Between 20 and 30 fragments of the probe with a total weight of up to 200 kilograms (440 pounds) will survive the fiery plunge and shower the Earth's surface, Roscosmos warned in a statement.

The agency said the unmanned Phobos-Ground spacecraft will plummet to Earth between Jan. 6 and Jan. 19, and the rough area of where the fragments could fall could only be calculated a few days ahead of its plunge.

As of now, it said only that the probe's fragments could rain down anywhere along a broad swath between 51.4 degrees north to 51.4 degrees south, which would include most of land surface.

While the agency had lost contact with the probe following its launch on Nov. 9, this was the first time acknowledged that the $170-million craft has been lost and will come crashing down.

Since its November launch the engineers in Russia and at the European Space Agency have attempted unsuccessfully to propel it away from Earths orbit and toward its target.

Comment: SOTT wonders what is UP with all the recent alleged man-made space objects falling out of the sky? We've gone for years and years without this repeated showering of space-junk and now, all of a sudden, in just the past year, there have been at least three, and now four raining debris down on our heads? Is it possible that it is not really man-made and these explanations are being offered to cover up the fact that the planet is already being subjected to cometary fragment bombardment? Just asking.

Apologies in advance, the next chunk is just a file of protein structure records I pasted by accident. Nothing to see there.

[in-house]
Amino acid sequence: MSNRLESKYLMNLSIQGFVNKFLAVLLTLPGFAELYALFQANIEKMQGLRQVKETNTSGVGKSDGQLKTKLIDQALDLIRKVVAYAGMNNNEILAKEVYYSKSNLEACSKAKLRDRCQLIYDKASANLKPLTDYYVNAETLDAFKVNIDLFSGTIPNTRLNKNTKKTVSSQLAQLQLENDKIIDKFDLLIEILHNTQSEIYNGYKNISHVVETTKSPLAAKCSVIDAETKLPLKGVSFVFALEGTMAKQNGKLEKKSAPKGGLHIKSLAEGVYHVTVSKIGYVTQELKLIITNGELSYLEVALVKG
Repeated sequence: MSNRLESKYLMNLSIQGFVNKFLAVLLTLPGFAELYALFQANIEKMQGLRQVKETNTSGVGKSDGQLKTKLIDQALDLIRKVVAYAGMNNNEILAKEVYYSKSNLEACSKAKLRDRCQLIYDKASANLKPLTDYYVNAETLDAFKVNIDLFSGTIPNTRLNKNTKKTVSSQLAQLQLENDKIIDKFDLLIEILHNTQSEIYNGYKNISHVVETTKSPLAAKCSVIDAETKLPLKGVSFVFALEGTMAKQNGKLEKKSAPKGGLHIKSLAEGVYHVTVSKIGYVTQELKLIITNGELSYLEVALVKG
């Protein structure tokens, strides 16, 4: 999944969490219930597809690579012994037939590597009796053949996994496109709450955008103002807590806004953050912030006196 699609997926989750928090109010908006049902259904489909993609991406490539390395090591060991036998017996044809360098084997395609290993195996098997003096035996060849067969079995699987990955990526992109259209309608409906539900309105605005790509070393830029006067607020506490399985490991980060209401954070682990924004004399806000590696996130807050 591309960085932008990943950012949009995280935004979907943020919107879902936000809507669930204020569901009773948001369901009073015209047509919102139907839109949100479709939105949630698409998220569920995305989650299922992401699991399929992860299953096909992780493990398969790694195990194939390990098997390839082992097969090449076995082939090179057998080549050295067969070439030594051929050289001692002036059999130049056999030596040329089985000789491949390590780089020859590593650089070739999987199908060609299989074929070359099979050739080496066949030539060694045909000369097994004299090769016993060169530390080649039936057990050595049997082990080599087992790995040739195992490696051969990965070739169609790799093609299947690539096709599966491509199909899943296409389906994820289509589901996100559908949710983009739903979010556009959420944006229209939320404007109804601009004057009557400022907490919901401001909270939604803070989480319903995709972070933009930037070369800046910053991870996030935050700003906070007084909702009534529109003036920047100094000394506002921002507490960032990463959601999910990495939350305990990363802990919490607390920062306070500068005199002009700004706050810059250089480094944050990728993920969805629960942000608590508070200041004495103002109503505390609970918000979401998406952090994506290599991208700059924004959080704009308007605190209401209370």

Continued Adventures of Comet Lovejoy

The scorched core of sungrazing Comet Lovejoy is still intact as it recedes from the sun. Even the comet's flamboyant tail, temporarily lost in transit through the solar corona, has regrown. Click here to view the last 24 hours of coronagraph images from the Solar and Heliospheric Observatory (SOHO).